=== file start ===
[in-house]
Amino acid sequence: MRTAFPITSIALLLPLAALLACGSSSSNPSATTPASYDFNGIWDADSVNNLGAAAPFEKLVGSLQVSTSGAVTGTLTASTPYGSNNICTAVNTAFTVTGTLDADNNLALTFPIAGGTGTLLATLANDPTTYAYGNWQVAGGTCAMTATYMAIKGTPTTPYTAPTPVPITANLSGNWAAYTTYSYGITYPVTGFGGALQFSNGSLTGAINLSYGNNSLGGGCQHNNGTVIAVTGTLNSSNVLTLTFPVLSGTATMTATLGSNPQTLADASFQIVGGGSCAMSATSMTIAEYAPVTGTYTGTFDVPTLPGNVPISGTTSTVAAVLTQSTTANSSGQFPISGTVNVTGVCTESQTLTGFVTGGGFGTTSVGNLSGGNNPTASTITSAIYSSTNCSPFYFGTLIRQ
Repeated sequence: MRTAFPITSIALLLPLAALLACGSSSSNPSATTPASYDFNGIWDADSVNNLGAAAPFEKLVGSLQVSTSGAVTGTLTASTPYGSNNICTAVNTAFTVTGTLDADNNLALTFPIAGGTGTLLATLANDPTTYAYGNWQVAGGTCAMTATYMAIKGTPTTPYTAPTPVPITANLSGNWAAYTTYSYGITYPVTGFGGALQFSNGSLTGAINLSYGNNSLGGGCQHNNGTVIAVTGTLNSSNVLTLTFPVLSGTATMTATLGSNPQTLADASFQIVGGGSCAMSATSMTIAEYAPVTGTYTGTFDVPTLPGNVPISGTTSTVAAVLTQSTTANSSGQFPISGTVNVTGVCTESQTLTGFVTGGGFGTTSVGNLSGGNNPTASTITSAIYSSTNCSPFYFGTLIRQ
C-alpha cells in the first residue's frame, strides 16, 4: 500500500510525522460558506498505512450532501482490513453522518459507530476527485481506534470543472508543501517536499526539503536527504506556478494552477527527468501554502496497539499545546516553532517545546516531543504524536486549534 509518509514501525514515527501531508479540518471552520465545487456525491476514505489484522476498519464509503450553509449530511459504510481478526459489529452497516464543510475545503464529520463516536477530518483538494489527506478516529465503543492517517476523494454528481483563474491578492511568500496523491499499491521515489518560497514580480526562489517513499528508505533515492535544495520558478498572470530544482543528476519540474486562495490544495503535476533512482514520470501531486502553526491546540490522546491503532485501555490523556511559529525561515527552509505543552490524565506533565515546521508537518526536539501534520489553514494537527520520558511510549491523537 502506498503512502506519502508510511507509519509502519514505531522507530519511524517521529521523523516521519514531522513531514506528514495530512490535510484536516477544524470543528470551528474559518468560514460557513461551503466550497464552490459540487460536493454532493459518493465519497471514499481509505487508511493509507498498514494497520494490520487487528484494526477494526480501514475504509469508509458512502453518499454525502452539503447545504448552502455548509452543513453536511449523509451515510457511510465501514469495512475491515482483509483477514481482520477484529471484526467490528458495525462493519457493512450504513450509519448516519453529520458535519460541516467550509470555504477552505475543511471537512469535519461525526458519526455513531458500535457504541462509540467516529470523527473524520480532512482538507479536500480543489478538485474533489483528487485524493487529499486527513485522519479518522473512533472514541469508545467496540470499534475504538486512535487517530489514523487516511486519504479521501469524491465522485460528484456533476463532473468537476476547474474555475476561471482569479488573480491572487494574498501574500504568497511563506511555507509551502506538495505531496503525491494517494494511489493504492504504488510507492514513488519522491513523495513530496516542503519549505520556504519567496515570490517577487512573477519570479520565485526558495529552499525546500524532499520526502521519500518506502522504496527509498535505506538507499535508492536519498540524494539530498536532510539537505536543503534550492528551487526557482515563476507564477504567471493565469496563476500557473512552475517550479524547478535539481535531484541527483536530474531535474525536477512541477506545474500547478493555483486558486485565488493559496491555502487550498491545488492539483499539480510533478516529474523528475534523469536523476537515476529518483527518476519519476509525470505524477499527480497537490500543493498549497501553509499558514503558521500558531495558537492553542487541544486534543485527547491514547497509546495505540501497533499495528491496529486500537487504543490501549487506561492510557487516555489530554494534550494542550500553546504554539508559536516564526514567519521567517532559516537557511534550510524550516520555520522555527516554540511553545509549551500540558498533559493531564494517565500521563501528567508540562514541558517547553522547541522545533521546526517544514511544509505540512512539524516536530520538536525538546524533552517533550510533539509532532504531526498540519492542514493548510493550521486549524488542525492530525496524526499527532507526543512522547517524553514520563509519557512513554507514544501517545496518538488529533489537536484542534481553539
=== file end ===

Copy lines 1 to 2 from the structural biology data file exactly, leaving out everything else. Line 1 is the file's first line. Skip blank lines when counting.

[in-house]
Amino acid sequence: MRTAFPITSIALLLPLAALLACGSSSSNPSATTPASYDFNGIWDADSVNNLGAAAPFEKLVGSLQVSTSGAVTGTLTASTPYGSNNICTAVNTAFTVTGTLDADNNLALTFPIAGGTGTLLATLANDPTTYAYGNWQVAGGTCAMTATYMAIKGTPTTPYTAPTPVPITANLSGNWAAYTTYSYGITYPVTGFGGALQFSNGSLTGAINLSYGNNSLGGGCQHNNGTVIAVTGTLNSSNVLTLTFPVLSGTATMTATLGSNPQTLADASFQIVGGGSCAMSATSMTIAEYAPVTGTYTGTFDVPTLPGNVPISGTTSTVAAVLTQSTTANSSGQFPISGTVNVTGVCTESQTLTGFVTGGGFGTTSVGNLSGGNNPTASTITSAIYSSTNCSPFYFGTLIRQ